Organization. MGM Resorts International (the “Company”) is a Delaware corporation that acts largely as a holding company and, through wholly owned subsidiaries, owns and/or operates casino resorts. The Company owns and operates the following casino resorts in Las Vegas, Nevada: Bellagio, MGM Grand Las Vegas, The Mirage, Mandalay Bay, Luxor, New York-New York, Monte Carlo, Excalibur and Circus Circus Las Vegas. Operations at MGM Grand Las Vegas include management of The Signature at MGM Grand Las Vegas, a condominium-hotel consisting of three towers. In July 2015, the Company entered into an agreement to sell Circus Circus Reno in Reno, Nevada, as discussed in Note 3. Along with local investors, the Company owns and operates MGM Grand Detroit in Detroit, Michigan. The Company owns and operates two resorts in Mississippi: Beau Rivage in Biloxi and Gold Strike in Tunica. The Company also owns Shadow Creek, an exclusive world-class golf course located approximately ten miles north of its Las Vegas Strip resorts, Primm Valley Golf Club at the California/Nevada state line and Fallen Oak golf course in Saucier, Mississippi.

 

The Company owns 51% and has a controlling interest in MGM China Holdings Limited (“MGM China”), which owns MGM Grand Paradise, S.A. (“MGM Grand Paradise”), the Macau company that owns and operates the MGM Macau resort and casino and the related gaming subconcession and land concession. MGM Grand Paradise also has a land concession contract with the government of Macau to develop a second resort and casino on an approximately 18 acre site in Cotai, Macau (“MGM Cotai”). MGM Cotai will be an integrated casino, hotel and entertainment complex with capacity for up to 500 gaming tables and up to 1,500 slots, and featuring approximately 1,500 hotel rooms. The total estimated project budget is $3.0 billion, excluding development fees eliminated in consolidation, capitalized interest and land related costs.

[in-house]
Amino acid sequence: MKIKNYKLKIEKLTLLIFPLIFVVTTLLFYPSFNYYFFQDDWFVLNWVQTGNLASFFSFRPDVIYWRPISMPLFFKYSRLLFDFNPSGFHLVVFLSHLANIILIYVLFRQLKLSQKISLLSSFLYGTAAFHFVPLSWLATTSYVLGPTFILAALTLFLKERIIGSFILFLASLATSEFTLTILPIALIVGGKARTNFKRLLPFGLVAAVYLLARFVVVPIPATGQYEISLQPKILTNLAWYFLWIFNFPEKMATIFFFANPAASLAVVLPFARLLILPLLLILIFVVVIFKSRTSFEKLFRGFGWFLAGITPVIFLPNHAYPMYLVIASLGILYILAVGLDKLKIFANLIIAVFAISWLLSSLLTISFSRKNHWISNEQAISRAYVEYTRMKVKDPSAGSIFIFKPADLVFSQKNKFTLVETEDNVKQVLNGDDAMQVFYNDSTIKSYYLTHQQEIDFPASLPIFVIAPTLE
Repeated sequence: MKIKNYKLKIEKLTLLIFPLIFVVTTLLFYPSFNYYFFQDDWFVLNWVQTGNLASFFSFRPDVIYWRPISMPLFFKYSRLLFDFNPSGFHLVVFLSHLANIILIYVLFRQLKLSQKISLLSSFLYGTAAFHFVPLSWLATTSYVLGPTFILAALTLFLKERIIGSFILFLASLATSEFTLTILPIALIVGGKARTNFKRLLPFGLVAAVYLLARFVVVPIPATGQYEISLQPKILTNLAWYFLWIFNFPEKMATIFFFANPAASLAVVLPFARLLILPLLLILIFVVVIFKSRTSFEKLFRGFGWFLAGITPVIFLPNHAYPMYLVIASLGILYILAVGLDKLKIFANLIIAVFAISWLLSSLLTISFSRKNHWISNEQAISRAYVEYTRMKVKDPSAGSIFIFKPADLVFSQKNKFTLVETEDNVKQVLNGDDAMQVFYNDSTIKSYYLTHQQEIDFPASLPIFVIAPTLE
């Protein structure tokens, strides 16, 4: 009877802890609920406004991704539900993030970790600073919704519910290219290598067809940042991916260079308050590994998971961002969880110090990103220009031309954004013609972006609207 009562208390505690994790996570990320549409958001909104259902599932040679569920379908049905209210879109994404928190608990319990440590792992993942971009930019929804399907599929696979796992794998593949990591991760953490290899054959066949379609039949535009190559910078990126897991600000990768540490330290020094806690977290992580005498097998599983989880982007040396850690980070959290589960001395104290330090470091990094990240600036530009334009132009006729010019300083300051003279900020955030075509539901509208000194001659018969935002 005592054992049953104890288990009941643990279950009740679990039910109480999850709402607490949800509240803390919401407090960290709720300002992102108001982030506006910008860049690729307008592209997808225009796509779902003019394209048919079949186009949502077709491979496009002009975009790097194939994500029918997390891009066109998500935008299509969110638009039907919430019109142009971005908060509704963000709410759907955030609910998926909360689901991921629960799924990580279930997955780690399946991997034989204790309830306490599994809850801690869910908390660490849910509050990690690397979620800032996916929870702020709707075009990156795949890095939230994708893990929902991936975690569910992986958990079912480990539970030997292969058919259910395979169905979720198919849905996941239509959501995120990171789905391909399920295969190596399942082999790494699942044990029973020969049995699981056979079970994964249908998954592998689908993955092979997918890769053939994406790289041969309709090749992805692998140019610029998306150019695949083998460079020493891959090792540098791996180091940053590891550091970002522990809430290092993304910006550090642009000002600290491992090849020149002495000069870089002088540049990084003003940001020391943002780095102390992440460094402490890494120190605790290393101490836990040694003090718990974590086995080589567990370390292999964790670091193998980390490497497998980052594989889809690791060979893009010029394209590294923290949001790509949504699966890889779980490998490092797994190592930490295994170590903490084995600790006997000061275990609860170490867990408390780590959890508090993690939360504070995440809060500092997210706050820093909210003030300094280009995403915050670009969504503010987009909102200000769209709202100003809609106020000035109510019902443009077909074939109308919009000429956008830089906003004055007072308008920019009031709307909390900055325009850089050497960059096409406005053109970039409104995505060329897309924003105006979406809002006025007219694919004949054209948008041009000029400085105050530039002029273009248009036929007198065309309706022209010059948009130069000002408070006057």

The Company owns 50% of CityCenter, located between Bellagio and Monte Carlo. The other 50% of CityCenter is owned by Infinity World Development Corp, a wholly owned subsidiary of Dubai World, a Dubai, United Arab Emirates government decree entity. CityCenter consists of Aria, a casino resort; Mandarin Oriental Las Vegas, a non-gaming boutique hotel; Crystals, a retail, dining and entertainment district; and Vdara, a luxury condominium-hotel. In addition, CityCenter features residential units in the Residences at Mandarin Oriental and Veer. The Company receives a management fee of 2% of revenues for the management of Aria and Vdara, and 5% of EBITDA (as defined in the agreements governing the Company’s management of Aria and Vdara). In addition, the Company receives an annual fee of $3 million for the management of Crystals. See Note 4 for additional information related to CityCenter.

 

The Company owns 50% of the Borgata Hotel Casino & Spa (“Borgata”) located on Renaissance Pointe in the Marina area of Atlantic City, New Jersey. Boyd Gaming Corporation owns the other 50% of Borgata and also operates the resort. The Company also has a 50% interest in Grand Victoria. Grand Victoria is a riverboat casino in Elgin, Illinois; an affiliate of Hyatt Gaming owns the other 50% of Grand Victoria and also operates the resort. In July 2015, the Company entered an agreement to sell its 50% interest in Silver Legacy, located in Reno, Nevada. See Note 4 for additional information regarding the Company’s investments in unconsolidated affiliates.